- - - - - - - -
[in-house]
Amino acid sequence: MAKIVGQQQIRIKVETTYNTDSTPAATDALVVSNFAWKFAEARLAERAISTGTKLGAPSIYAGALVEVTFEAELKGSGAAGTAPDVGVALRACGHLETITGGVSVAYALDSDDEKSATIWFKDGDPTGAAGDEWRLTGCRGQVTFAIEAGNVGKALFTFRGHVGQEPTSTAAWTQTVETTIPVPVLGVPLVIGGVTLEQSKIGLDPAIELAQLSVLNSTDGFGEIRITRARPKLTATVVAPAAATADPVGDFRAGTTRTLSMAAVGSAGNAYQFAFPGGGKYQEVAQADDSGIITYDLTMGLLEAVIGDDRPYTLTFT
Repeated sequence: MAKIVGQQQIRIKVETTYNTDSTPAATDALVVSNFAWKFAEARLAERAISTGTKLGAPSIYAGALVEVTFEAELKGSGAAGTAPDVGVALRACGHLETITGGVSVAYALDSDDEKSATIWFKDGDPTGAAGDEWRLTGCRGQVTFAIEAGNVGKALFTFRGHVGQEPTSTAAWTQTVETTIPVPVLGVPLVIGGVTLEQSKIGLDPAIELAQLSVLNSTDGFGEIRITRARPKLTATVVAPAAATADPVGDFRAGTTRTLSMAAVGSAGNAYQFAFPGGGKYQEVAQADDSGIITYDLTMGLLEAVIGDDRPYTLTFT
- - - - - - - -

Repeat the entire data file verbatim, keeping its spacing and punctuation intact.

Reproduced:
[in-house]
Amino acid sequence: MAKIVGQQQIRIKVETTYNTDSTPAATDALVVSNFAWKFAEARLAERAISTGTKLGAPSIYAGALVEVTFEAELKGSGAAGTAPDVGVALRACGHLETITGGVSVAYALDSDDEKSATIWFKDGDPTGAAGDEWRLTGCRGQVTFAIEAGNVGKALFTFRGHVGQEPTSTAAWTQTVETTIPVPVLGVPLVIGGVTLEQSKIGLDPAIELAQLSVLNSTDGFGEIRITRARPKLTATVVAPAAATADPVGDFRAGTTRTLSMAAVGSAGNAYQFAFPGGGKYQEVAQADDSGIITYDLTMGLLEAVIGDDRPYTLTFT
Repeated sequence: MAKIVGQQQIRIKVETTYNTDSTPAATDALVVSNFAWKFAEARLAERAISTGTKLGAPSIYAGALVEVTFEAELKGSGAAGTAPDVGVALRACGHLETITGGVSVAYALDSDDEKSATIWFKDGDPTGAAGDEWRLTGCRGQVTFAIEAGNVGKALFTFRGHVGQEPTSTAAWTQTVETTIPVPVLGVPLVIGGVTLEQSKIGLDPAIELAQLSVLNSTDGFGEIRITRARPKLTATVVAPAAATADPVGDFRAGTTRTLSMAAVGSAGNAYQFAFPGGGKYQEVAQADDSGIITYDLTMGLLEAVIGDDRPYTLTFT